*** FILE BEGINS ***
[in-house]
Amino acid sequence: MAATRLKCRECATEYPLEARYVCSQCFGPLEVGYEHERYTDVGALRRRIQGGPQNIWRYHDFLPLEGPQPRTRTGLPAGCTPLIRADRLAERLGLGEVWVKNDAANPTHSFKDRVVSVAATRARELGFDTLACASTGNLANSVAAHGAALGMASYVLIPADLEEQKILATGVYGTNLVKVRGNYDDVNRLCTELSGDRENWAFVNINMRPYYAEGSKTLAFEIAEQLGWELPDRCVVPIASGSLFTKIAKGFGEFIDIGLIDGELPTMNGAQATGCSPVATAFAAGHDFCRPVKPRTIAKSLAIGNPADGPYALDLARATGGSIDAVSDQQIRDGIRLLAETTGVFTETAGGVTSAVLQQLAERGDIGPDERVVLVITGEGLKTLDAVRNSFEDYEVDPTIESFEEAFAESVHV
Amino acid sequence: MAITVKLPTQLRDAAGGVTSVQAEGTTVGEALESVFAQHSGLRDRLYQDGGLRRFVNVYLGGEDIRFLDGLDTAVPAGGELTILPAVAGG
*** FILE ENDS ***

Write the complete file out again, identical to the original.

[in-house]
Amino acid sequence: MAATRLKCRECATEYPLEARYVCSQCFGPLEVGYEHERYTDVGALRRRIQGGPQNIWRYHDFLPLEGPQPRTRTGLPAGCTPLIRADRLAERLGLGEVWVKNDAANPTHSFKDRVVSVAATRARELGFDTLACASTGNLANSVAAHGAALGMASYVLIPADLEEQKILATGVYGTNLVKVRGNYDDVNRLCTELSGDRENWAFVNINMRPYYAEGSKTLAFEIAEQLGWELPDRCVVPIASGSLFTKIAKGFGEFIDIGLIDGELPTMNGAQATGCSPVATAFAAGHDFCRPVKPRTIAKSLAIGNPADGPYALDLARATGGSIDAVSDQQIRDGIRLLAETTGVFTETAGGVTSAVLQQLAERGDIGPDERVVLVITGEGLKTLDAVRNSFEDYEVDPTIESFEEAFAESVHV
Amino acid sequence: MAITVKLPTQLRDAAGGVTSVQAEGTTVGEALESVFAQHSGLRDRLYQDGGLRRFVNVYLGGEDIRFLDGLDTAVPAGGELTILPAVAGG